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Hyperbolic functions help

  1. Aug 10, 2008 #1
    integrate (x^2) / (4+x^2)^(3/2)

    Im not allowed to apply hyperbolic functions to this and have been trying to solve applying to a 90 deg. angle.

    x = 2tan(theta)
    x^2 = 4tan^2(theta)
    dx = 2 sec^2(theta)

    Hopefully you can se where Im going with this (trigonomic substitution)

    Im ready to give up!!!!!!
  2. jcsd
  3. Aug 10, 2008 #2
    Re: stuck!!!!!!!!!

    Hmm that substitution worked for me. I think a similar (or the same) problem appears in Apostol. Anyways try the substitution again. Check your arithmetic and remember that 1+tan^2(x) = sec^2(x). Also don't forget the dx part.
  4. Aug 10, 2008 #3
    Re: stuck!!!!!!!!!

    Im not forgetting about the dx. I have been working on this for 2 hours now, please give me a little more than that. Here is what I have so far that I believe to be right:

    (2)integral tan^2(theta) / sec(theta)
  5. Aug 10, 2008 #4
    Re: stuck!!!!!!!!!

    Remember his said thing
    tan^2 = 1 + sec^2
    Use integration table for finding integral of sec t
  6. Aug 10, 2008 #5
    Re: stuck!!!!!!!!!

    Oh, you've gotten to that part. Well changing everything to sin and cos you get sin^2(theta) / cos(theta). At this point I think it's easier if you write it in terms of tan(theta)*sin(theta) and then try integrating by parts. I chose u to be tan(theta) and dv = sin(theta)d(theta). Either way you'll have to integrate a somewhat obscure but really rather well-known trig expression.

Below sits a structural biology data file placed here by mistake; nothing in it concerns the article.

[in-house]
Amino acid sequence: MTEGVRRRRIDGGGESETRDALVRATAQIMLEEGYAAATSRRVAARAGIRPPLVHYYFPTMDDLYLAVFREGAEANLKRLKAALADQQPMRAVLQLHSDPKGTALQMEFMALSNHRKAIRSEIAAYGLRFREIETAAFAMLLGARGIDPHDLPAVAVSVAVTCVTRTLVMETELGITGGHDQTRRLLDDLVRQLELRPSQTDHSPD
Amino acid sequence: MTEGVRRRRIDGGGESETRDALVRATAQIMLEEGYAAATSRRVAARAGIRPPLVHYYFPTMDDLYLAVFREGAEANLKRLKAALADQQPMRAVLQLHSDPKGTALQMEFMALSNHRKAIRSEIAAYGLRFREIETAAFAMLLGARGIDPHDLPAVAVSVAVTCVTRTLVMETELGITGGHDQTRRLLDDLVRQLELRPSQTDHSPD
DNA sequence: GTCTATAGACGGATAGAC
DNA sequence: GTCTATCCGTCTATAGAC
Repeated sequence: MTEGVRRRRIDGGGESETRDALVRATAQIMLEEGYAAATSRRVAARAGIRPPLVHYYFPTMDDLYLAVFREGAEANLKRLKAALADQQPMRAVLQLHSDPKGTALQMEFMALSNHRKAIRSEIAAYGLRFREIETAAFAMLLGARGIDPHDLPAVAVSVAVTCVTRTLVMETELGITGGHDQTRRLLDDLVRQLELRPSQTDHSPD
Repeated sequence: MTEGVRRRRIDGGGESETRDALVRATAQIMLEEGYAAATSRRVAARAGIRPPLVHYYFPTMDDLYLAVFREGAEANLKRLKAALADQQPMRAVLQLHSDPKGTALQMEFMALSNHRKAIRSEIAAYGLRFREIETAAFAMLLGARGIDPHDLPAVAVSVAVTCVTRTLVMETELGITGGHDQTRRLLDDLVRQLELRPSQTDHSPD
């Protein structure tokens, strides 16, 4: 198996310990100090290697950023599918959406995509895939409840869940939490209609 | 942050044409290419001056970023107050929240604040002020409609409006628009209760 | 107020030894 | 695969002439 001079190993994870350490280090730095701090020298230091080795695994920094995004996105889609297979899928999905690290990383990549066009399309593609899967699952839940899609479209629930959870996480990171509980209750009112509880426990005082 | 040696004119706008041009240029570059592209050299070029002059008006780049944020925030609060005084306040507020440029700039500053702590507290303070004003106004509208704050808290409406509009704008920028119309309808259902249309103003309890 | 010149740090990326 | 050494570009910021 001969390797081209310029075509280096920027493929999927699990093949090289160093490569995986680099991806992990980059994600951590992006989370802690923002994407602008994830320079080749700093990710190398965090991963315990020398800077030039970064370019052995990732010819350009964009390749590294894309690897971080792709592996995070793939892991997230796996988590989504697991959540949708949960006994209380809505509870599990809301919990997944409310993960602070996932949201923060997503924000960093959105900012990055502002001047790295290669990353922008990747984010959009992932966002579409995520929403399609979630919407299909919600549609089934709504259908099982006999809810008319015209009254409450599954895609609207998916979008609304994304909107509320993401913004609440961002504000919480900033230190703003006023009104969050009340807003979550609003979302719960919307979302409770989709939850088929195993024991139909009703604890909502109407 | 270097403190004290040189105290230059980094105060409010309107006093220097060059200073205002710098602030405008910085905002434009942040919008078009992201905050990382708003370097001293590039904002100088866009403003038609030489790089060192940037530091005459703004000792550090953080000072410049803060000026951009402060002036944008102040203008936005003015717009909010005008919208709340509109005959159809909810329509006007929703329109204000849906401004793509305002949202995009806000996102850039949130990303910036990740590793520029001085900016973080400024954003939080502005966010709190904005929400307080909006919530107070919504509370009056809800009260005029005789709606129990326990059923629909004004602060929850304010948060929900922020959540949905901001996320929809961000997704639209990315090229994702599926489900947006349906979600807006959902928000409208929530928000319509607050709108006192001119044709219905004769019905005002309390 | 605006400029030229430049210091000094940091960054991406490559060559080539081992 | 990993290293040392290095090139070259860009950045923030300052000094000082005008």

EDIT, or rootX found an easier way to manipulate that and integrate.
  7. Aug 10, 2008 #6
    Re: stuck!!!!!!!!!

    Wait nevermind, I was wondering why the integration by parts came out so nicely. If you integrated by parts like I did it is equivalent to just convering sin^2(theta) to 1- cos^2(theta) and dividing by cos(theta) you get sec(theta) - cos(theta) so again it comes down to the antiderivative of sec(theta) which you could look up. The derivation requires an insight.
  8. Aug 10, 2008 #7


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    = (sec^2 - 1)/sec = sec - cos :smile:
  9. Aug 10, 2008 #8
    Re: stuck!!!!!!!!!

    okay, so now Ive got:
    (2) integral sec(t) - cos(t)

    Do I go ahead and take the integral at this pont? the integral of sec(t) involves (ln) and I dont beleive that to be correct.
  10. Aug 10, 2008 #9


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    Yes!!! Why not?? :smile:
    i] why?

    ii] try it anyway! :smile:
  11. Aug 10, 2008 #10
    Re: stuck!!!!!!!!!

    Yeah if I remember the derivation correctly you multiply sec(x) by [sec(x) - tan(x)]/[sec(x) - tan(x)] and note that in the resulting expression, the denominator's derivative is the negative of the expression in the numerator. This suggests an integral involving ln.
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